Archie 1941 #1 review

What’s the matter with Archie? That’s the question everyone is asking in the first chapter of a mini-series that takes the Riverdale gang back to 1941 which, not coincidentally, is when Archie debuted in Pep Comics.

This isn’t a move back to the short and sweet gag strips of yore, though, it’s an altogether more serious affair. Writers Mark Waid and Brian Augustyn kick off their tale in May, with Archie, Jughead and co graduating high school.

This is a melancholy Archie, with him on the cusp of adulthood and the world on the verge of all-out war. What should be a great summer is lost, with Archie in almost a fugue state.

It’s almost as if he can sense that the world is changing for the worse, and even Riverdale won’t hold out, despite Betty’s insistence that everything will be OK.

I liked this issue a lot, though it gets off to a rocky start with a page that simply confuses me.

Is this the writers trying to lock the five-part mini-series into whatever passes for official Archie continuity by implying the Memory Lane alternate worlds device, which set up Paul Kupperberg’s excellent Life With Archie series, has been walked down? What’s all that business with cows and legacy?

Once we get into the story, though, things settle down nicely, with all the traditional characters in place. The only person departing from their classic mode is Archie’s seriously grumpy dad, but his mood helps the story along.

By the end of the issue Archie realises that continuing to wear his old Riverdale High shirt isn’t going to keep the wider world at bay – there’s a world war on and it’s time the US got involved.

Archie 1941 manages to be a serious, yet breezy, read all at once. Waid and Augustyn’s dialogue evokes what we pretend was a simpler time, while the art by illustrator Peter Krause and colourist Kelly Fitzpatrick is Saturday Evening Post naturalism that throws into relief the darkening tone. Nice Easter eggs include a box of Pep breakfast cereal and a copy of Jackpot comic, but the main event is the subtlety of expressions and body language.

With the likes of Chilling Adventures of Sabrina and Afterlife With Archie having fallen into mythical status, I’d be wary of recommending a new, supposedly monthly series from the same company, but with old comics pros Augustyn, Waid and Krause at the helm, no problem. If you’re a fan of Archie, Americana or just great comics, buy this book – from the gorgeous Art Deco logo (likely by excellent letterer Jack Morelli) to the Next Issue plugs, it’s pure enjoyment.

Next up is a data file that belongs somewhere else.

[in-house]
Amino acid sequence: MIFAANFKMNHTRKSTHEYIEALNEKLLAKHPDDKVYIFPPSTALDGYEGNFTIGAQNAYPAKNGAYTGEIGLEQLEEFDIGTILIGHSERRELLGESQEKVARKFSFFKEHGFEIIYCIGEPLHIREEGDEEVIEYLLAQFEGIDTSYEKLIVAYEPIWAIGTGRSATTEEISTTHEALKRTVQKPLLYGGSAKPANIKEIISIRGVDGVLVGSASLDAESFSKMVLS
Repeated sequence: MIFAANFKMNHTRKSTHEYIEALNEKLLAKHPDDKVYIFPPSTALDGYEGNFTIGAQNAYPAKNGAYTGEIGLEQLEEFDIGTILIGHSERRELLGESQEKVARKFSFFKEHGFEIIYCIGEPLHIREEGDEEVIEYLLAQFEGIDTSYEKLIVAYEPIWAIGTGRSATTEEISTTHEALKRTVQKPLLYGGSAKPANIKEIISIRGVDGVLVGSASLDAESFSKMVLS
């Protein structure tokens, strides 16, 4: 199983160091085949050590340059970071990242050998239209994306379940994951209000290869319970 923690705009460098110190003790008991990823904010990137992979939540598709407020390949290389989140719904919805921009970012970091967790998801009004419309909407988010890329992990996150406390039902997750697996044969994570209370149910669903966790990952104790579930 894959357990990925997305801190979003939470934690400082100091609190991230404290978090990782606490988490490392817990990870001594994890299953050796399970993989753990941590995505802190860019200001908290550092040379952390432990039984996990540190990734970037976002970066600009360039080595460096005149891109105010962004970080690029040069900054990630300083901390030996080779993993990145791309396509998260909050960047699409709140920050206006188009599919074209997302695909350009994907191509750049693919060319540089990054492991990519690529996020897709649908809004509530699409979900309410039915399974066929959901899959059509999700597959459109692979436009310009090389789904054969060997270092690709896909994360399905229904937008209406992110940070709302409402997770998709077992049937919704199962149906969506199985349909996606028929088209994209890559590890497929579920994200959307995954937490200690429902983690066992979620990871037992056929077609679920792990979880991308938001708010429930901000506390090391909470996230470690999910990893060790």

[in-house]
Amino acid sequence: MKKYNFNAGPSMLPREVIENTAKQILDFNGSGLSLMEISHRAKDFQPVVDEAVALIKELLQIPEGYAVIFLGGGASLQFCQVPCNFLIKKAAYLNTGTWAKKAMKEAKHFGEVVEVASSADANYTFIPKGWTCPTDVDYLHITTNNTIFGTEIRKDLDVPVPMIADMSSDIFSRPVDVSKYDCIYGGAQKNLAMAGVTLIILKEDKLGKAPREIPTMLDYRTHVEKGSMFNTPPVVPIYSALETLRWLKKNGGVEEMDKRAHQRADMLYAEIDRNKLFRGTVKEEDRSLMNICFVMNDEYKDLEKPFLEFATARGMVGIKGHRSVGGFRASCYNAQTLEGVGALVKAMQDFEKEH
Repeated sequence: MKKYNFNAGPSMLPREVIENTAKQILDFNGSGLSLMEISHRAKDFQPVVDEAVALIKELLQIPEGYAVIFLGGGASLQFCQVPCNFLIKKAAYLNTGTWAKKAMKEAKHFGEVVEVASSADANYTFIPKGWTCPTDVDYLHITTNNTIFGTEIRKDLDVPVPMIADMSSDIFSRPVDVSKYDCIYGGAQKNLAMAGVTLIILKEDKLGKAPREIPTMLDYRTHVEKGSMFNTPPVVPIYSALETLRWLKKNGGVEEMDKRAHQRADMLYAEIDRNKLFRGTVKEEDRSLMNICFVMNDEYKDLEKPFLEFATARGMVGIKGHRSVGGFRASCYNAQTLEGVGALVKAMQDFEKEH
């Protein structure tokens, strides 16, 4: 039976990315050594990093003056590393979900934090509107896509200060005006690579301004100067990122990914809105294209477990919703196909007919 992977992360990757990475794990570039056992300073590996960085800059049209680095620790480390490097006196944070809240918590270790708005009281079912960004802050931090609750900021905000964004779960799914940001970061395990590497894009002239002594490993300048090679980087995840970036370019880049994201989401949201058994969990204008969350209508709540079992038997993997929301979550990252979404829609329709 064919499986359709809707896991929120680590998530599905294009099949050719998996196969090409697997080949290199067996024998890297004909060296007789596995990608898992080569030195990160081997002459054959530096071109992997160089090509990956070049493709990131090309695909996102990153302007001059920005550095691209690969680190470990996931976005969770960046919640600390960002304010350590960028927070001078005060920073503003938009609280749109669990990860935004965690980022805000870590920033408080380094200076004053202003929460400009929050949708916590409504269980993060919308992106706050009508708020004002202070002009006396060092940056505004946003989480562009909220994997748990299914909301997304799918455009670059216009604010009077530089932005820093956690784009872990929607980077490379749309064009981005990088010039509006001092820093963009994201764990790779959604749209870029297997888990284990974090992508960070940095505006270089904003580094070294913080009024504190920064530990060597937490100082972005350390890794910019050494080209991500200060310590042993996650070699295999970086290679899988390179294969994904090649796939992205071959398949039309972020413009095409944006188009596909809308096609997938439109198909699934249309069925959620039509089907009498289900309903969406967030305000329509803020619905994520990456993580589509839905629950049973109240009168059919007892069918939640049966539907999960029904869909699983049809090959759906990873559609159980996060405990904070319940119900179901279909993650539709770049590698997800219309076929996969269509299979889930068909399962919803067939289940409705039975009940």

2 thoughts on “Archie 1941 #1 review

  1. I’m looking forward to this book, but I think I’m going to hold off on print, and wait until the title gets discounted on Comixology. Money being what it is. (“Everybody wants money. That’s why they call it MONEY.” — Danny DeVito in David Mamet’s “Heist.”)

    But regardless, I think I can help you out on the legacy/cow thing. The cow getting loose was likely because of a prank of Jughead’s. it follows from a discussion of Archie (inadvertently, one supposes) setting Mr. Weatherbee’s car on fire. So Jug is just thinking back at the laughs and the crazy times they’ve had in high school. Those memories are his idea of legacy. Archie, looking at the football photo, thinks of his career lettering on the football team as his legacy. Which is probably how most kids his age see it…but I think time will bear Jughead out more than Arch.

    There’s a Word Balloon interview with Mark Waid where he talks about this series, and that Brian Augustyn did a lot of the heavy lifting on the research side. I can’t remember what, but there was a crucial incident that Waid had initially planned for the series that had to be completely rewritten because Augustyn discovered it wouldn’t happen until a few years after the story takes place. The whole interview is worth listening to — and a great reminder that it’s good to have collaborators you can count on, even if it means more work in the sort run.


    1. Oh thanks, I’ve not heard that episode, and I do subscribe!

      I was assuming the incidents with Jughead were from the comics, but it seems deeply weird for teenagers to be thinking about legacy! But you must be correct.


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